Year End Review: 2019 HIPAA Fines
The Office for Civil Rights (OCR), the enforcement body for HIPAA compliance, announced eleven settlements in 2019. Each of the eleven organizations received HIPAA fines, varying in amounts based on the severity of their violations.
Why Were the HIPAA Fines Issued?
A brief summary of the HIPAA fines are as follows:
- Cottage Health: $3 million fine for failure to conduct a thorough risk assessment, implement security measures to reduce risks, evaluate changes in operations, and have a business associate agreement with a contractor.
- Touchstone Medical Imaging: $3 million fine for failure to conduct a thorough risk assessment, conduct a thorough investigation of the breach, and untimely breach notification.
- Medical Informatics Engineering, Inc.: $100,000 fine for failure to conduct a comprehensive risk analysis.
- Bayfront Health St. Petersburg: $85,000 for failure to provide access to medical records in a timely manner.
- Elite Dental Associates: $10,000 fine for failure to have policies and procedures for proper use of social media, and the lack of a HIPAA compliant Notice of Privacy Practices.
- Jackson Health System: $2.154 million fine for failure to conduct enterprise-wide risk analyses, manage identified risks, regularly review access logs, adhere to the minimum necessary standard, and timely and accurate breach notification.
- University of Rochester Medical Center: $3 million fine for failure to conduct enterprise-wide risk analysis, implement security measures to reduce risks, utilize device and media controls, encrypt ePHI when it was reasonable and appropriate to do so.
- Texas Health and Human Services Commission: $1.6 million fine for failure to conduct enterprise-wide risk analysis, and implement access and audit controls.
- Sentara Hospitals: $2.175 million fine for failure to accurately report a breach even after they were warned by OCR to do so, and failure to have a business associate agreement.
- Korunda Medical, LLC.: $85,000 fine failure to provide access to medical records in a timely manner, provide records in the requested format, and charging more than the acceptable fee for records.
- West Georgia Ambulance, Inc.: $65,000 fine for failure to conduct a risk analysis, provide security awareness and training for employees, implement policies and procedures in line with the HIPAA Security Rule.
What Can Behavioral Health Practices Do to Prevent HIPAA Fines?
The key to avoiding HIPAA fines is understanding what is required by the Health Insurance Portability and Accountability Act (HIPAA). To be HIPAA compliant, behavioral health practices must adhere to the HIPAA Security and Privacy Rules by:
- Conducting a security risk analysis: required to be completed annually, a security risk analysis identifies gaps in security measures safeguarding protected health information (PHI).
- Implementing security measures to reduce risks: HIPAA requires the confidentiality, integrity, and availability of PHI to be maintained through security measures such as firewalls and data backup.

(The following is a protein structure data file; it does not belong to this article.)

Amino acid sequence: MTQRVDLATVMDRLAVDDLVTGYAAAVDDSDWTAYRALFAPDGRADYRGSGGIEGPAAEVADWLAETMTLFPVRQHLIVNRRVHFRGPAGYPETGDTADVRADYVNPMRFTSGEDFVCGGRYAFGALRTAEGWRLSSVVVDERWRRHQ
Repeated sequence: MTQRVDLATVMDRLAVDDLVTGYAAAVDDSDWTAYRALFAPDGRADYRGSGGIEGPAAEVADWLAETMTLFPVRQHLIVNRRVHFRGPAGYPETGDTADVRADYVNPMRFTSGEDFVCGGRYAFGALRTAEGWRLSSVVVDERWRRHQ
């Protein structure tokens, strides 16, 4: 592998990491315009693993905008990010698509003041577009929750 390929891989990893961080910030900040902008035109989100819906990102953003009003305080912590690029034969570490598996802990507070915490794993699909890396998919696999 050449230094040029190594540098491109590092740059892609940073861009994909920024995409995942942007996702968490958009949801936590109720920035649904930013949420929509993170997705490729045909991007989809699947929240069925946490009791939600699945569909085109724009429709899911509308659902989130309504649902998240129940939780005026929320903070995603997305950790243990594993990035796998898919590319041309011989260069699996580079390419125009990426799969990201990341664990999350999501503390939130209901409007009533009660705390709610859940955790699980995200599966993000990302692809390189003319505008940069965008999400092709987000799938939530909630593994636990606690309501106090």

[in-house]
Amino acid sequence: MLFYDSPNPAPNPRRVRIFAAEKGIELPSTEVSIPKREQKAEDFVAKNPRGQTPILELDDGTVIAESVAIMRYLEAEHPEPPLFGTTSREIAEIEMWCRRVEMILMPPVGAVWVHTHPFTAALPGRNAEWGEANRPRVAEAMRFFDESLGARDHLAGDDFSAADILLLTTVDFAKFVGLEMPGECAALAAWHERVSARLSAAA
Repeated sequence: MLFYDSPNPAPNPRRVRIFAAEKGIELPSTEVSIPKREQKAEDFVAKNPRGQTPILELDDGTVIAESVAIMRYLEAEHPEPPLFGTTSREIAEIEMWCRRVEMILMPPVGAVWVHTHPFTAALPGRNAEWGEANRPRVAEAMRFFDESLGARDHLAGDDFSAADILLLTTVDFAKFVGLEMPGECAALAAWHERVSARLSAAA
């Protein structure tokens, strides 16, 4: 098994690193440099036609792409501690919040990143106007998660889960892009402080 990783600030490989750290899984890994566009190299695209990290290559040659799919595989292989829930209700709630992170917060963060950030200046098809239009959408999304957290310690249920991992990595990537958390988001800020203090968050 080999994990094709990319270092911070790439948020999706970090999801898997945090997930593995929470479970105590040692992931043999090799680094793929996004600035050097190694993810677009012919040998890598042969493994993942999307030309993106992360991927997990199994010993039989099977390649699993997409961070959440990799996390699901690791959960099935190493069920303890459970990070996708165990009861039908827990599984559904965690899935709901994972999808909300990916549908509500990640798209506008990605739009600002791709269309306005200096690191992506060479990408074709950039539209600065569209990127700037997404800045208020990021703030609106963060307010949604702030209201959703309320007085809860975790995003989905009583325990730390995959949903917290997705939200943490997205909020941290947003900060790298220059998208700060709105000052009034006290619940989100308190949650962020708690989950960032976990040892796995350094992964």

- Evaluating operational changes: when there are changes to the way a behavioral health practice operates, security measures must be adjusted to account for those changes.
- Adhering to the Breach Notification Rule: a breach affecting 500 or more patients must be reported to the Department of Health and Human Services (HHS), affected patients, and the media within 60 days of discovery. A breach affecting less than 500 patients must be reported to HHS and affected patients by the end of the calendar year.
- Adhering to the HIPAA Right of Access rule: requested patient records must be provided within 30 days of the request in the format that it is requested in (i.e. email, mail, fax, etc.). Providers cannot charge excessively for access to records.
- Adhering to the minimum necessary standard: providers and healthcare employees may only access the minimum necessary PHI to perform their job function.
- Implementing access and audit controls: to ensure that the minimum necessary standard is upheld, access and audit controls must be implemented. Access controls designate different levels of access to PHI based on job role. Audit controls monitor who accesses what PHI, and for how long, to ensure that PHI is not accessed excessively.
- Providing a Notice of Privacy Practices: must be given to patients upon intake. A Notice of Privacy Practices dictates how PHI may be used and disclosed as well as explaining patient’s rights in regards to their PHI.
- Implementing policies and procedures: dictates the proper use and disclosure of PHI as well as what to do in the event of a breach or other security incident.
- Training employees: ensures that employees are aware of policies and procedures.
- Signing business associate agreements: must be signed before it is permitted for a behavioral health practice to share PHI with a business associate. A business associate agreement (BAA) dictates the security measures that must be in place as well as which party is responsible for reporting a breach should one occur.
- Encrypting devices when it is reasonable and appropriate: encryption, or similar security measures, must be implemented to secure PHI on portable devices such as laptops or thumb drives.
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Disclaimer: The views and opinions expressed in the article and on this blog post are those of the authors. These do not necessarily reflect the views, opinions, and position of the Telebehavioral Health Institute (TBHI). Any content written by the authors are their opinion and are not intended to malign any organization, company or individuals.